The American Association of Physicists in Medicine (AAPM) is taking steps to help guide the future of its specialty, said AAPM President Tony Seibert, Ph.D. During the group's 2011 meeting, Seibert explained there is a shift in healthcare priorities from research to a more clinical emphasis. AAPM is encouraging younger members to get involved and keep research as an important part of medical physics, so advances can be made to eventually improve patient care.
Imaging is expanding its role in radiotherapy systems, which will require additional medical physics in that area, he said. In addition, AAPM is working with both government agencies and industry in efforts to push forward new protocols, and technology.
For more information: www.aapm.org
Tony Seibert, Ph.D., president of the American Association of Physicists in Medicine (AAPM), explained the key initiatives of the group during its 2011 annual meeting. These include:
• AAPM is working with its members to reduce patient radiation dose across radiology modalities.
• It is developing physics-based Web training modules for diagnostic radiology residents.
• Members are working to create residency programs for both radiation therapy and diagnostic radiologists.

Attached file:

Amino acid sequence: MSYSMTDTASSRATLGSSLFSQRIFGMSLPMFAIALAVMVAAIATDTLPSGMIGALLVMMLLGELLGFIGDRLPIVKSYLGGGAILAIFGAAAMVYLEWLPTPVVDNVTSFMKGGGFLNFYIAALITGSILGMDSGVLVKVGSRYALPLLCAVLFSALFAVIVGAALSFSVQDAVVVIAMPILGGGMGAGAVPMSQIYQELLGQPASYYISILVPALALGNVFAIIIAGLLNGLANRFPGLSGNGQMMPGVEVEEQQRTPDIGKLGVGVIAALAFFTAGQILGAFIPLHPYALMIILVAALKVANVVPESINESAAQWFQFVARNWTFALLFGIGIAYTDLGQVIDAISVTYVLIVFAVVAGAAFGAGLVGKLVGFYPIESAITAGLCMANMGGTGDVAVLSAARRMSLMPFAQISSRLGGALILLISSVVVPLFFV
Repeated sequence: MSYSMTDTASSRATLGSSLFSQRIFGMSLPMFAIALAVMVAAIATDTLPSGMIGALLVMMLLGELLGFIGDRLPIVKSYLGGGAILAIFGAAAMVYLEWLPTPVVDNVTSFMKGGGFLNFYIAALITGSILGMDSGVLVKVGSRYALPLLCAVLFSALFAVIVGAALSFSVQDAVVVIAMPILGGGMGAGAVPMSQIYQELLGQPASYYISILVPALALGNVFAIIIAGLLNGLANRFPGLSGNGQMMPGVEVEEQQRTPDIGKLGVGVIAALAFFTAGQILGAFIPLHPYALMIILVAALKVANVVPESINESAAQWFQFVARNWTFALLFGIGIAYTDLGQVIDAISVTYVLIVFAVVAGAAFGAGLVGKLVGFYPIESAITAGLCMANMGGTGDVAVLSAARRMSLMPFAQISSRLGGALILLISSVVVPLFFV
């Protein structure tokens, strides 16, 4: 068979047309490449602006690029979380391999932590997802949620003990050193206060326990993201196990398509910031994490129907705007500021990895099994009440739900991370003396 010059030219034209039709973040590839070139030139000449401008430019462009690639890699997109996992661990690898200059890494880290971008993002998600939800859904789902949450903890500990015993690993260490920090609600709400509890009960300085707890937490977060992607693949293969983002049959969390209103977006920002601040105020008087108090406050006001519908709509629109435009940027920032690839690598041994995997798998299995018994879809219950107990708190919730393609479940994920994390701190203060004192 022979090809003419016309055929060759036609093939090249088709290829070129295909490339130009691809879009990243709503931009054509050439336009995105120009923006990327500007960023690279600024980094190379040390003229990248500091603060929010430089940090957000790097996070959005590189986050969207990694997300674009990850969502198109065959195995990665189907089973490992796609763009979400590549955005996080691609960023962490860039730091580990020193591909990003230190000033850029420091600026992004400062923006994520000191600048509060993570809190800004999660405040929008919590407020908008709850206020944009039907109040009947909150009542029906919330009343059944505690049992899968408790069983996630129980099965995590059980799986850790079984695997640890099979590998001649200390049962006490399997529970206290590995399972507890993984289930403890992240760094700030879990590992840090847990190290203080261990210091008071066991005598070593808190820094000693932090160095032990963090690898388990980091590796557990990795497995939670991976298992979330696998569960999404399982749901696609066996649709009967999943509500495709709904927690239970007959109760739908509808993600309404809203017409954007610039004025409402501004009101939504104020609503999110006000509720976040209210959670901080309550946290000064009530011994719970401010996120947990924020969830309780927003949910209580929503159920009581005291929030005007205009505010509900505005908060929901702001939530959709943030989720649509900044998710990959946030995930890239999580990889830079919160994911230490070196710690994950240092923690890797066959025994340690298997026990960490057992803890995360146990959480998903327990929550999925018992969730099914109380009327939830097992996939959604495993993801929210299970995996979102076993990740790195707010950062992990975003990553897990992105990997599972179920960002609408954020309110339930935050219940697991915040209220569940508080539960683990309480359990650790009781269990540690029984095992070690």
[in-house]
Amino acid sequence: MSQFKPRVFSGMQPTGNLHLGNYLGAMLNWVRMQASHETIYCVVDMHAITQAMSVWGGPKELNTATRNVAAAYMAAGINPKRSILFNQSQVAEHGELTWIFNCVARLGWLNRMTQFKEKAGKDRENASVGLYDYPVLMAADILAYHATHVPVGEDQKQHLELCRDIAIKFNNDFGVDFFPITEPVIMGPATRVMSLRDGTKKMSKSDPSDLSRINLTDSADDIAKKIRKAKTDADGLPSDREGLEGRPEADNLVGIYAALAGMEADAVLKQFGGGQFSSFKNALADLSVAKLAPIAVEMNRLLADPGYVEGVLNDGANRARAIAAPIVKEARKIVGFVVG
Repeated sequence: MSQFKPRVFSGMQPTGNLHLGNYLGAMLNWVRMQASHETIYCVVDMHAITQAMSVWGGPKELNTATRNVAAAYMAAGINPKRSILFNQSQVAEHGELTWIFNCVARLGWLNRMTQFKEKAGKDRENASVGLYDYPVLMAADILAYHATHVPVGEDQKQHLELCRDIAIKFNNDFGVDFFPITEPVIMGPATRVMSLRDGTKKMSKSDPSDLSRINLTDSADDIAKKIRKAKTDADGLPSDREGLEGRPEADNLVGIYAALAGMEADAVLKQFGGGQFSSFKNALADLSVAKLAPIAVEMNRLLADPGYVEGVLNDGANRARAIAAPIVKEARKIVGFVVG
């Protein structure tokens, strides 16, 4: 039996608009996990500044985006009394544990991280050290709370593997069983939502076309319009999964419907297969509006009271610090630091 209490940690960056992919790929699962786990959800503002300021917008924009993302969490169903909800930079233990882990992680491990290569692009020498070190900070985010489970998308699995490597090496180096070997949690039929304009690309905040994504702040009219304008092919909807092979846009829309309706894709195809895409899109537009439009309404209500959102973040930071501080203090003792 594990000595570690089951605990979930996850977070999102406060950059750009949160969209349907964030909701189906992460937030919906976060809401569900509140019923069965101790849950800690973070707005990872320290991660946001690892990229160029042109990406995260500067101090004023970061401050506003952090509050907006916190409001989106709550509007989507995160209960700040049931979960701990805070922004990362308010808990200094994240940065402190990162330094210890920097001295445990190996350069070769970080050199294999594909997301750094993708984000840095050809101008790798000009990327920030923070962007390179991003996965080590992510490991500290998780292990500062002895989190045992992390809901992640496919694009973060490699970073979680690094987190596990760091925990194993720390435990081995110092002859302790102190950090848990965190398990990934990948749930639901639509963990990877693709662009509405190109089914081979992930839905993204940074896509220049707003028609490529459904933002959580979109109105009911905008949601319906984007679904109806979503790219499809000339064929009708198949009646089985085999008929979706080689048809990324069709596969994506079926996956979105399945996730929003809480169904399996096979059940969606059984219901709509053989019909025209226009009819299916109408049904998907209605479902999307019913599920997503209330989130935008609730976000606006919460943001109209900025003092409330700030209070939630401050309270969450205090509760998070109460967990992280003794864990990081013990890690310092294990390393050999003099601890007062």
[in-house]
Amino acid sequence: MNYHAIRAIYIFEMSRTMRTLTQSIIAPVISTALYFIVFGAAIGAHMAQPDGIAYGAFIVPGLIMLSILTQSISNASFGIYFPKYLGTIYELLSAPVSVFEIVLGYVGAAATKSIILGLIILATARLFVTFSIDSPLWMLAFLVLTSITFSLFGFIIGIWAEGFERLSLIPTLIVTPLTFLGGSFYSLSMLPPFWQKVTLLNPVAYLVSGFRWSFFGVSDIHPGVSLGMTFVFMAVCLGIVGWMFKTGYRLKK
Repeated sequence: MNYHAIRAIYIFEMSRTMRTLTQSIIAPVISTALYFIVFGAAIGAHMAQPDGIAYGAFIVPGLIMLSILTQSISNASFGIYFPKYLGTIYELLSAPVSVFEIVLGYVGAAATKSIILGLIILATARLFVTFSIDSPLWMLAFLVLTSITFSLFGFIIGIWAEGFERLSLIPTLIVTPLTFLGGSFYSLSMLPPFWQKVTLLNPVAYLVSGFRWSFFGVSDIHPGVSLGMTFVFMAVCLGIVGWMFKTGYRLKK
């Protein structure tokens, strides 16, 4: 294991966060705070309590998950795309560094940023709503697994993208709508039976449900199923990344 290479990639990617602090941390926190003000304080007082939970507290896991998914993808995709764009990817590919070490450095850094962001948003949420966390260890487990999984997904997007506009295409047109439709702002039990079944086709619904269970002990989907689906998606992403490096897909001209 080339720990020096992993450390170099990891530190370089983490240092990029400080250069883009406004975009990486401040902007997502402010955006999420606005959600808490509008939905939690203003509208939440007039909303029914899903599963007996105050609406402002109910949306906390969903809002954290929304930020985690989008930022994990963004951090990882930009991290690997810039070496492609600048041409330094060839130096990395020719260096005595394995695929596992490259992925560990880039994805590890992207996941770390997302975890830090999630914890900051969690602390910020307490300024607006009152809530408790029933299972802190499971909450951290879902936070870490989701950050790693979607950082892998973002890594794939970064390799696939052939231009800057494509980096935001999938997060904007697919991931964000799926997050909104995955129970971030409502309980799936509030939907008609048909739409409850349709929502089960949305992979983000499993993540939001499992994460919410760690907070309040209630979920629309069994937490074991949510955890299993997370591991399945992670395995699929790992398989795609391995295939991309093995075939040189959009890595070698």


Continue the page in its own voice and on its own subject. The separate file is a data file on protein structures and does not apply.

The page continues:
• AAPM is also working with several states to create license certification programs to ensure who is a qualified medical physicist.
For more information: www.aapm.org
Society of Nuclear Medicine (SNM) President George Segall, M.D., chief of the nuclear medicine service at the VA Palo Alto Health Care System, and is a professor of radiology and professor of cardiology (by courtesy) at Stanford University School of Medicine, offers insights into the trends he saw at the society's 2011 annual meeting.
Trends in nuclear imaging include the creation of PET/MRI systems, use of time of flight (TOF) imaging, new technqiues to image amyloid plaque in Alzheimer's Disease, and the movement toward multimodlaity imaging rather than radiologists specializing in justy one modality.
The 2011 National Consortium of Breast Centers (NCoBC) annual meeting broke all attendance records, according to Yuri Parisky, M.D., vice president of NCoBC. He said the event highlighted the biggest trends in breast cancer imaging and treatment from specialties including radiology, radiation therapy, oncology, pharmaceuticals and plastic surgery. Parisky said digital mammography, which makes up about 75 percent of the U.S. market, continues to grow. In addition, tomosynthesis and molecular breast imaging are gaining ground. Three major trends in breast imaging and oncology include attempts to lower imaging radiation dose exposure, earlier detection of cancer and more minimally invasive interventions to both preserve breast tissue and reduce scarring.